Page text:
City to allow bow hunting in selected zonesExperienced bow hunter John Sanders, who owns five acres of land on Boulder Drive on the north side of Cloquet, approached the Cloquet City Council last fall regarding the possibility of a legalized bow hunt within the city limits.
By: Wendy Johnson, Pine Journal
Experienced bow hunter John Sanders, who owns five acres of land on Boulder Drive on the north side of Cloquet, approached the Cloquet City Council last fall regarding the possibility of a legalized bow hunt within the city limits. Since certain areas of the city were already experiencing an encroaching deer population at the time, the city agreed to give consideration to the idea.
This fall, following considerable work and collaboration by the Cloquet Police Department, the Department of Natural Resources and area deer hunters, Sanders will get his wish.
The Cloquet City Council unanimously passed an ordinance at its Tuesday night meeting this week that will alter the city code to allow for bow hunting in designated areas within the city.
“I think this will be an excellent opportunity for bow hunters in this area to help manage the deer population,” commented Sanders afterward.
The decision to proceed with the ordinance comes on the heels of a public hearing on the matter held Tuesday, Aug. 4. At that time, Sanders indicated he and other bow hunters could be ready to start hunting when the Minnesota state archery season opens in mid-September if an ordinance was passed legalizing the hunt. No significant objection to the plan was lodged during the hearing, though Cloquet police, who will be responsible for issuing and monitoring the bow hunting permits, requested additional time to fine tune the draft code.
Bow seasons have been successfully time-tested in the surrounding communities of Proctor, Duluth, Hermantown and Superior, giving Cloquet solid ground on which to base its own legislation.
Essentially, the newly passed ordinance requires hunters to adhere to all existing bow hunting rules and regulations established by the state of Minnesota and allows bow hunting only in areas of the city specifically designated by the city council. Hunters must apply for a permit in writing through Cloquet Police Chief Wade Lamirande, and the application must include the purpose for requesting the permit, the type of bow to be used, the legal description of the land on which the hunter desires to hunt, and the signature of the owner or owners of that land. A processing fee will also be required.
Further, the chief of police reserves the right to deny a permit application if bow hunting in the proposed area is deemed a safety hazard. The police department may also limit the number of permits issued for any one designated parcel of land.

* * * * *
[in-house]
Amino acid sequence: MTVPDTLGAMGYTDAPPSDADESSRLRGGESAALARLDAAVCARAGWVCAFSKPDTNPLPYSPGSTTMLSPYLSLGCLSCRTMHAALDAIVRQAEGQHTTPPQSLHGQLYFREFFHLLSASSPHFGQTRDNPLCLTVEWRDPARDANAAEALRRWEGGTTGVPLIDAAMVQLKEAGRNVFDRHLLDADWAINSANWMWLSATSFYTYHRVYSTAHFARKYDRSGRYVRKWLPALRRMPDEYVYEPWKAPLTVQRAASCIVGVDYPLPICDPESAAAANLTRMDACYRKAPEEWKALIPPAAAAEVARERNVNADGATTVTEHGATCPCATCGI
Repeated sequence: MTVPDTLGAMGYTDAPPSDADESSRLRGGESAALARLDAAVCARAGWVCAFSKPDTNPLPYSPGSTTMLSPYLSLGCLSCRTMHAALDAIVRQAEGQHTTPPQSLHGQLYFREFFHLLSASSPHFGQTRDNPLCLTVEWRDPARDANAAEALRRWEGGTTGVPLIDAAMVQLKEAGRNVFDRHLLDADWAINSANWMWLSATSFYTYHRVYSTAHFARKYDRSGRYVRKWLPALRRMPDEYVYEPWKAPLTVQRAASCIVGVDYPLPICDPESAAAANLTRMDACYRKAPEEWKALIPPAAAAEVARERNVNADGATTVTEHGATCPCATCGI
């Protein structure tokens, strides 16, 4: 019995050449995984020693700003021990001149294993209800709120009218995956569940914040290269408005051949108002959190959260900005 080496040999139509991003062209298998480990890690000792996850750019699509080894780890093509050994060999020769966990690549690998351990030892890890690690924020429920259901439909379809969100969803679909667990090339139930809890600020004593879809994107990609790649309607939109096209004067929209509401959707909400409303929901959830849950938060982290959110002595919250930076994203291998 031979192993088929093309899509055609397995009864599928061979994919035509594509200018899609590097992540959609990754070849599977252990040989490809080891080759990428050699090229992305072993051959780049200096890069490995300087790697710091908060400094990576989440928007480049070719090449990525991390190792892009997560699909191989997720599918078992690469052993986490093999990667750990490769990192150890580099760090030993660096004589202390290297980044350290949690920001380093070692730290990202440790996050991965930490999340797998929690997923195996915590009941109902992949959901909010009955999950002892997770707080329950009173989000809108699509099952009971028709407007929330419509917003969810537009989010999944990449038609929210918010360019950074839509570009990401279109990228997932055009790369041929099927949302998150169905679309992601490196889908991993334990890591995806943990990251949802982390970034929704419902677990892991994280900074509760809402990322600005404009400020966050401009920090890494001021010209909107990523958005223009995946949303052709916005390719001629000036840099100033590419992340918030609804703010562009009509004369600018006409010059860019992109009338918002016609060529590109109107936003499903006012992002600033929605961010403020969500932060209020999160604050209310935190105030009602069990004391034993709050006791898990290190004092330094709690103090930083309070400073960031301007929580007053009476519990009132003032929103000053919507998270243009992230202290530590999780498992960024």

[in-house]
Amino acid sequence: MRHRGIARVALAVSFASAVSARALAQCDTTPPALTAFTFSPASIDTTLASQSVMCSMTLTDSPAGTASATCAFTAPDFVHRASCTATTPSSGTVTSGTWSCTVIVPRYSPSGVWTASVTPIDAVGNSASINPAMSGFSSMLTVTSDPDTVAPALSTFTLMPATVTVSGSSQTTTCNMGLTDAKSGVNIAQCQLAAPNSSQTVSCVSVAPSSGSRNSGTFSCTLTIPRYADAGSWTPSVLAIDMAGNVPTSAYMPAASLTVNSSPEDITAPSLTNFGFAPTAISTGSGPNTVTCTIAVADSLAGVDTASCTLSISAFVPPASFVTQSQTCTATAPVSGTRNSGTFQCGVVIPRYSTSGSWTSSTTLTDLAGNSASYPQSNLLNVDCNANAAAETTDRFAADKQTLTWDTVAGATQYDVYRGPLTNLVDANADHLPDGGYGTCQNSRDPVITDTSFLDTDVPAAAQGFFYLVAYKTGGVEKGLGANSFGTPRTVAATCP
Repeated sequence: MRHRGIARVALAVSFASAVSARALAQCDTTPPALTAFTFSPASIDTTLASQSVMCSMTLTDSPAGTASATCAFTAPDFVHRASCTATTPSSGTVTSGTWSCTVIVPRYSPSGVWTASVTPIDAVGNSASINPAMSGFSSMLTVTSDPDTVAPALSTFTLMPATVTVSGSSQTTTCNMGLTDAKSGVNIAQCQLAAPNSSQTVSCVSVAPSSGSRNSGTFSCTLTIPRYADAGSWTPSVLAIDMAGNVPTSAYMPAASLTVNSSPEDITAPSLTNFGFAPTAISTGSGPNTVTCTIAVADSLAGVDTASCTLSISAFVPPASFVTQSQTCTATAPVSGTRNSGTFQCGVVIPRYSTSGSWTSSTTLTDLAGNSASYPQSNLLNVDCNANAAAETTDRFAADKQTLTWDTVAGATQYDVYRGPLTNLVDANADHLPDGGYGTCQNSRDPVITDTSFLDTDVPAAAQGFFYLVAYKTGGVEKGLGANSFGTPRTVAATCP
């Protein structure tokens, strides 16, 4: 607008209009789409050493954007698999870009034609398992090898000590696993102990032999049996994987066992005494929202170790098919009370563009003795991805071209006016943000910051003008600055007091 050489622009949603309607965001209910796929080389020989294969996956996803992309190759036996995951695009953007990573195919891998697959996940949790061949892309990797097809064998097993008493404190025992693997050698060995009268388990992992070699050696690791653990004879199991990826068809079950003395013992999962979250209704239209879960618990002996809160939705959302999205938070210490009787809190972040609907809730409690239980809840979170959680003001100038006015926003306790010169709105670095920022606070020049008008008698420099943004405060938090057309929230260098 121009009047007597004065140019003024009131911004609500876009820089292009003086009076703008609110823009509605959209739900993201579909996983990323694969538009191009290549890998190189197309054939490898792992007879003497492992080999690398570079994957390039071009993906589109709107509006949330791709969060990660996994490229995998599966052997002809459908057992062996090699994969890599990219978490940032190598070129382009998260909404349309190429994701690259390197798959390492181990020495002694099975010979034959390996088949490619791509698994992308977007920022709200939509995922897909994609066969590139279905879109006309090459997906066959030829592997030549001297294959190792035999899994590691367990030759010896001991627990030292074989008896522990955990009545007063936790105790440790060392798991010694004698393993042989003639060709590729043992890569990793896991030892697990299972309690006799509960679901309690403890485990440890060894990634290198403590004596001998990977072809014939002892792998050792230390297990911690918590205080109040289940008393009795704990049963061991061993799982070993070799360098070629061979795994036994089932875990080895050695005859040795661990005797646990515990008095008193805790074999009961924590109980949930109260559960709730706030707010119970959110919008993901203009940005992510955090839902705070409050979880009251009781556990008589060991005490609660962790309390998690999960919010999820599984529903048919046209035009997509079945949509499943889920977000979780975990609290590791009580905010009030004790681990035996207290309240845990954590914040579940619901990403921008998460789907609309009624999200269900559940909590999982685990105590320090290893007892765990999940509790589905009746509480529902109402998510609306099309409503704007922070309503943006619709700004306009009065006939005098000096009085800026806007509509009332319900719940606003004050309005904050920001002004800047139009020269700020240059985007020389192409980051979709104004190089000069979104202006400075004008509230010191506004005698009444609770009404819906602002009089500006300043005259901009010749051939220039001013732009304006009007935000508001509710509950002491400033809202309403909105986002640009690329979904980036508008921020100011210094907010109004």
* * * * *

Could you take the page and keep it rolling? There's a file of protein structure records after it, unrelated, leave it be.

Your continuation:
Only portable stands or blinds will be allowed and they cannot be located within 50 feet of the border of the permitted land without the permission of the adjacent landowner.
No bow hunting will be allowed within any park or industrial park in the city unless specifically allowed; and no bow and arrow can be discharged within 250 feet of any dwelling or other building. Hunting will also be prohibited within 500 feet of any property owned by the Cloquet School District or within 100 feet of any publicly maintained city trail or improved public roadway.
No hunting of bears with a bow and arrow will be allowed, and the use of ATVs for bow hunting is prohibited. Hunters must pay for any damage to the property of another resulting from their actions.
In addition, the new ordinance states that a hunter must first harvest one antlerless deer prior to being allowed to harvest an antlered buck, though harvesting more than one antlerless deer is encouraged. Hunters who are successful in taking a deer must report that fact to the Cloquet Police Department within 24 hours as well as to the Department of Natural Resources.
Lamirande will report to the city council on a regular basis regarding the number of deer taken, as well as any incidents, conflicts or problems that may arise concerning the new bow hunting ordinance with an eye toward modifying it as the need arises.
“We want to start small with this and then determine if and when it should be expanded in the future,” commented Terry Hill, assistant police chief.
“This is great news for those of us who have an interest in hunting,” said Sanders, “and it should provide a significant benefit to the community as well.”
For a map of this year’s permitted hunting zones, visit www.pinejournal.com or contact the Cloquet Police Department.